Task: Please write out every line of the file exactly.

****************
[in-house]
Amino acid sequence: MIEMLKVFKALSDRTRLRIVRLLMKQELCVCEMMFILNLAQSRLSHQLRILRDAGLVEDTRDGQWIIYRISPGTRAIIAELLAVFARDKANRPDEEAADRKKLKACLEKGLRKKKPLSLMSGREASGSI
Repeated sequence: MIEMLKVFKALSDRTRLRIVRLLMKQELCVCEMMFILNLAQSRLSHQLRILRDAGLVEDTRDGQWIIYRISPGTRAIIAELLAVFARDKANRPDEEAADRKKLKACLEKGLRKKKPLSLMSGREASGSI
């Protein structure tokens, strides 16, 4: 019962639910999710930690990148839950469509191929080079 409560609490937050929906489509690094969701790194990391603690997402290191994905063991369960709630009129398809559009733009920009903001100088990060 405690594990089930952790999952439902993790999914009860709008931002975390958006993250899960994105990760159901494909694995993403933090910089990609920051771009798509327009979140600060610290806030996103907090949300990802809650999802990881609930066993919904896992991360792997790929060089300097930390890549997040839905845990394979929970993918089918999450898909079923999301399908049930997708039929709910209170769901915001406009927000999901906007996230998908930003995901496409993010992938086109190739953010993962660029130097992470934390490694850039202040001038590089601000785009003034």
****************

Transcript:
[in-house]
Amino acid sequence: MIEMLKVFKALSDRTRLRIVRLLMKQELCVCEMMFILNLAQSRLSHQLRILRDAGLVEDTRDGQWIIYRISPGTRAIIAELLAVFARDKANRPDEEAADRKKLKACLEKGLRKKKPLSLMSGREASGSI
Repeated sequence: MIEMLKVFKALSDRTRLRIVRLLMKQELCVCEMMFILNLAQSRLSHQLRILRDAGLVEDTRDGQWIIYRISPGTRAIIAELLAVFARDKANRPDEEAADRKKLKACLEKGLRKKKPLSLMSGREASGSI
């Protein structure tokens, strides 16, 4: 019962639910999710930690990148839950469509191929080079 409560609490937050929906489509690094969701790194990391603690997402290191994905063991369960709630009129398809559009733009920009903001100088990060 405690594990089930952790999952439902993790999914009860709008931002975390958006993250899960994105990760159901494909694995993403933090910089990609920051771009798509327009979140600060610290806030996103907090949300990802809650999802990881609930066993919904896992991360792997790929060089300097930390890549997040839905845990394979929970993918089918999450898909079923999301399908049930997708039929709910209170769901915001406009927000999901906007996230998908930003995901496409993010992938086109190739953010993962660029130097992470934390490694850039202040001038590089601000785009003034």